Recent experiments with negative interest rates by central banks could end up doing the global economy "more harm than good", warns Pimco.
In a note to investors, Pimco chief investment officer for US core strategies, Scott Mather, pointed to the "unknown consequences" of negative interest rate policies.
The Bank of Japan moved official interest rates into negative territory in late January 2016, following the European Central Bank in 2014 and joining the likes of Denmark, Sweden and Switzerland, Mr Mather said.
"Now it seems the [US Federal Reserve] may be warming to the idea, having gone beyond supportive innuendo to subtle preparation for potentially engaging in [negative interest rate policy]," he said.
However, the efficacy of negative rates on growth or inflation is "far from certain", Mr Mather said – and policymakers may have "significantly underestimated the economic risks".
"Negative interest rates may be a central bank tool that is increasingly ineffective at boosting growth and inflation, and may pose more risk to the financial system than is commonly understood," he said.
"It could very well be that a return to more normal monetary policy rates would beget a return to more normal economies with normal inflation expectations.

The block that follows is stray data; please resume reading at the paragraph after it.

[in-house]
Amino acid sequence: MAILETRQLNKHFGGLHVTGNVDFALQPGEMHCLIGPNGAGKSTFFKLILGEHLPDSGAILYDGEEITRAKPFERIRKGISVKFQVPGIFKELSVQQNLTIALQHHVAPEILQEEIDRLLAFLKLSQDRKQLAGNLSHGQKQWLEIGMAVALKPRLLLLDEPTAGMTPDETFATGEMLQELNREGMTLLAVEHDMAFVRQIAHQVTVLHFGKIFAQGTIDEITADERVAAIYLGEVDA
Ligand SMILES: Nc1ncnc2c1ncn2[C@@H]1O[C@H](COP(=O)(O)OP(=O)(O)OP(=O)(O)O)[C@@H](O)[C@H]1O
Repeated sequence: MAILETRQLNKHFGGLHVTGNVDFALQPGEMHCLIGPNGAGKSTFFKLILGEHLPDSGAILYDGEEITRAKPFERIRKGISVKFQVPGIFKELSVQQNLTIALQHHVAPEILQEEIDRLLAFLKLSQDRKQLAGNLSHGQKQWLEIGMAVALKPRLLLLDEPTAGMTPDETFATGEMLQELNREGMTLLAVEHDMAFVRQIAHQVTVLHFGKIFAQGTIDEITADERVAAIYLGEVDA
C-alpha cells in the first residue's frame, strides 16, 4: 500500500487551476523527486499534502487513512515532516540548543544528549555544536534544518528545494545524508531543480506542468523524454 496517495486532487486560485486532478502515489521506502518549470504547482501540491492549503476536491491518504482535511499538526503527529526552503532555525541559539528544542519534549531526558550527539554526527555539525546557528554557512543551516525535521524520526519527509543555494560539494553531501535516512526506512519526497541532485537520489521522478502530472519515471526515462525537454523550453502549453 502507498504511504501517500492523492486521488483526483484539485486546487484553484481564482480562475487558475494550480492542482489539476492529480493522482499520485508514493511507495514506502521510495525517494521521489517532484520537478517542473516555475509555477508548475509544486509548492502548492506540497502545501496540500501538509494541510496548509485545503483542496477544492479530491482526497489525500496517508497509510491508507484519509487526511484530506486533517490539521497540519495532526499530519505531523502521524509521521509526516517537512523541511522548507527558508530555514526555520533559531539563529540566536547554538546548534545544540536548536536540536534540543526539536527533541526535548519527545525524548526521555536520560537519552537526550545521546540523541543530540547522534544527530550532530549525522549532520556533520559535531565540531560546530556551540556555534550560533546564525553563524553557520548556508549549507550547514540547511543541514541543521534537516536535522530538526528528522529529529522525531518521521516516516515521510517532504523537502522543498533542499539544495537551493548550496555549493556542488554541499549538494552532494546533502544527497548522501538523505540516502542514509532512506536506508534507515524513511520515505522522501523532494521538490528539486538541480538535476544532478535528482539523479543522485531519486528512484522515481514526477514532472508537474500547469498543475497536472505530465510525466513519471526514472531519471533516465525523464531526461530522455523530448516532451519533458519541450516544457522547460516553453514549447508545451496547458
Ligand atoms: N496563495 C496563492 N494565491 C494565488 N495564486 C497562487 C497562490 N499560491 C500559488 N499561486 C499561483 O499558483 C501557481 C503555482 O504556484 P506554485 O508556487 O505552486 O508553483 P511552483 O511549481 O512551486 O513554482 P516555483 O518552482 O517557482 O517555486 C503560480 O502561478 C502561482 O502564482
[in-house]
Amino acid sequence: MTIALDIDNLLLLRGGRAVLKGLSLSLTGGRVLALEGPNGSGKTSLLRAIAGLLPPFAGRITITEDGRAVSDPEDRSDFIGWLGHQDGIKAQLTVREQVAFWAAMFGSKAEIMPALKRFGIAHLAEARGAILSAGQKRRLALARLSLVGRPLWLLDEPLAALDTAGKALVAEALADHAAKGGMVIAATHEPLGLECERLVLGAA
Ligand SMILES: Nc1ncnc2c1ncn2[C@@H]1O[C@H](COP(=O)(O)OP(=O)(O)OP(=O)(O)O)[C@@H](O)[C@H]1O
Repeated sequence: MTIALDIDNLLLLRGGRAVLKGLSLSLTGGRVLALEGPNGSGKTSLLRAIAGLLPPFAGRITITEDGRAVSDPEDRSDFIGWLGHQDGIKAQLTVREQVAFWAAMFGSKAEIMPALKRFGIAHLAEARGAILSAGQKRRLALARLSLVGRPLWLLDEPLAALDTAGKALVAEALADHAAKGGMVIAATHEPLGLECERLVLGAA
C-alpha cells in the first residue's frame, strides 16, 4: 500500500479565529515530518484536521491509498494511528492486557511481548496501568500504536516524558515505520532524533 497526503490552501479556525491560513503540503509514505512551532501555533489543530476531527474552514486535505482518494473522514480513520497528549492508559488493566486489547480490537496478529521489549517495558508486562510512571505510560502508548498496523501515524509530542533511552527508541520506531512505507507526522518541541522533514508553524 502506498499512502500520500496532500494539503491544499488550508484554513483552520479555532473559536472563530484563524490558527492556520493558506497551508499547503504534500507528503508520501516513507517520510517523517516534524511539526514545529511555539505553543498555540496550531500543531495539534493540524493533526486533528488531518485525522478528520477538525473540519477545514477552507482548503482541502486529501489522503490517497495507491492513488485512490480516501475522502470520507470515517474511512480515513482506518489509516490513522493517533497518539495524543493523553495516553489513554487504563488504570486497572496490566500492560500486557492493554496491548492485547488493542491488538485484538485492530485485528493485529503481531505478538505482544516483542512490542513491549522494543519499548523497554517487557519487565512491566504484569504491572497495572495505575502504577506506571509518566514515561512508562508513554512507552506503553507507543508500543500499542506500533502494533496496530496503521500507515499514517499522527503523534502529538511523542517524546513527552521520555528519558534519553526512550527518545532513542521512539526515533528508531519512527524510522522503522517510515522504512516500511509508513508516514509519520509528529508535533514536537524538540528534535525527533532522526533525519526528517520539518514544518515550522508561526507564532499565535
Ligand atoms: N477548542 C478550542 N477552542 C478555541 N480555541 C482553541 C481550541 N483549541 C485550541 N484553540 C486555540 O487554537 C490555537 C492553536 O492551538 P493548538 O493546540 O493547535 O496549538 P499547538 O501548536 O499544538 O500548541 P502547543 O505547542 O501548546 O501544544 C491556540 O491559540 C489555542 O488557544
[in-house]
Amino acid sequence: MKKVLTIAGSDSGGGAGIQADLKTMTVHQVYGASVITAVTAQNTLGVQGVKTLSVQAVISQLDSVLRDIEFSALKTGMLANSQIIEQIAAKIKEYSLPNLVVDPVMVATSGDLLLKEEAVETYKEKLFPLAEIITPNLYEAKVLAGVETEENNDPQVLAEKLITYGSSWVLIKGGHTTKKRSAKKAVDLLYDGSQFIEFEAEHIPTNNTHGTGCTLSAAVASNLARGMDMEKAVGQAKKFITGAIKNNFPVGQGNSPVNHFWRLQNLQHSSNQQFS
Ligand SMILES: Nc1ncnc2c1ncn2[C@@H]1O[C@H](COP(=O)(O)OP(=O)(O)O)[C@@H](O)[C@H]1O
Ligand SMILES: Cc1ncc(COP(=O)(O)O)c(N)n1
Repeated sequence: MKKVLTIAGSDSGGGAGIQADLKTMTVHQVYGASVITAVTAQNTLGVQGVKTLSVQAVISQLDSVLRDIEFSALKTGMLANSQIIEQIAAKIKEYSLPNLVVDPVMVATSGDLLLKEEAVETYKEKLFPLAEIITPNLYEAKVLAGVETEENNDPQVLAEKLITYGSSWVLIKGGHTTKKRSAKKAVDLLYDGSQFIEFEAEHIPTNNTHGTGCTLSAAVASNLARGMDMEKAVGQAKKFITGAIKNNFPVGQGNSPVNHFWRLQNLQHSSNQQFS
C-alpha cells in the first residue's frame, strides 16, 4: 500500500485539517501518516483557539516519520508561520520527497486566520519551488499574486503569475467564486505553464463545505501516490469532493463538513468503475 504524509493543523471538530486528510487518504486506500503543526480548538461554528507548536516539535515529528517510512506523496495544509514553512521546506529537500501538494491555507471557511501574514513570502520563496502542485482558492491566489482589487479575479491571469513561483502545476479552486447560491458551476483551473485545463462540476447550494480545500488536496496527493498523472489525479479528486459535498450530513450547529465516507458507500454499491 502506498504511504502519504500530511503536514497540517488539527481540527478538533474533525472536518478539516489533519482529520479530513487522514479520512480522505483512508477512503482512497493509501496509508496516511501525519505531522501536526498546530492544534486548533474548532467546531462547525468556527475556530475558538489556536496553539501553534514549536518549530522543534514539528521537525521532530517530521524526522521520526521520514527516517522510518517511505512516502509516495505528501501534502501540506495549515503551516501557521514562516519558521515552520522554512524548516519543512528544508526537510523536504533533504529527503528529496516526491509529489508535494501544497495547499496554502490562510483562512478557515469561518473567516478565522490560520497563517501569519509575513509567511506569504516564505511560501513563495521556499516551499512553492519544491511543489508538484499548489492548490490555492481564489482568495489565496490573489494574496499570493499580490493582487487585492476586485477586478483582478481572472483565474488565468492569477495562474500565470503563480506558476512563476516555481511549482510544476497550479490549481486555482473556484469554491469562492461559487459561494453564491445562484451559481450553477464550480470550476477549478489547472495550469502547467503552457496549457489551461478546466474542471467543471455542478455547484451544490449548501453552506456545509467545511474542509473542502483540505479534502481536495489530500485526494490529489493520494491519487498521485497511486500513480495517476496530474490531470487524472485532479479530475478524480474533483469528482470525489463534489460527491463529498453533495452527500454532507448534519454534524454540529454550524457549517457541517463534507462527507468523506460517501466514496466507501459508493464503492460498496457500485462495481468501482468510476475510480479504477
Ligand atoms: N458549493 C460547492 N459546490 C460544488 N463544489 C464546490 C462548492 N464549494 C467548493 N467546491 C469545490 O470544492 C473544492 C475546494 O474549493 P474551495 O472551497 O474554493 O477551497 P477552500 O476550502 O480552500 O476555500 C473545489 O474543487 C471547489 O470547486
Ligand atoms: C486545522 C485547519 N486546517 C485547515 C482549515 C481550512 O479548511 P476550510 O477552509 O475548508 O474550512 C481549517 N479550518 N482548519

"Even if that were not to be the case, monetary policies more focused on easing financial conditions by lowering credit and equity risk premiums directly ... may prove far more effective.
"Negative interest rate policies ... have may unknown costs and risks and, to date, have done more harm than good," Mr Mather said.
The balance sheets of the big four banks are increasingly exposed to residential mortgages, as other forms of revenue generation become less...
New data reveals Australian investment banking activities generated US$1.4 billion in the first nine months of the year, a decrease of 27.9 ...
Bloomberg has announced US equity benchmark capabilities that will form the basis of its new ESG index family of investment products. ...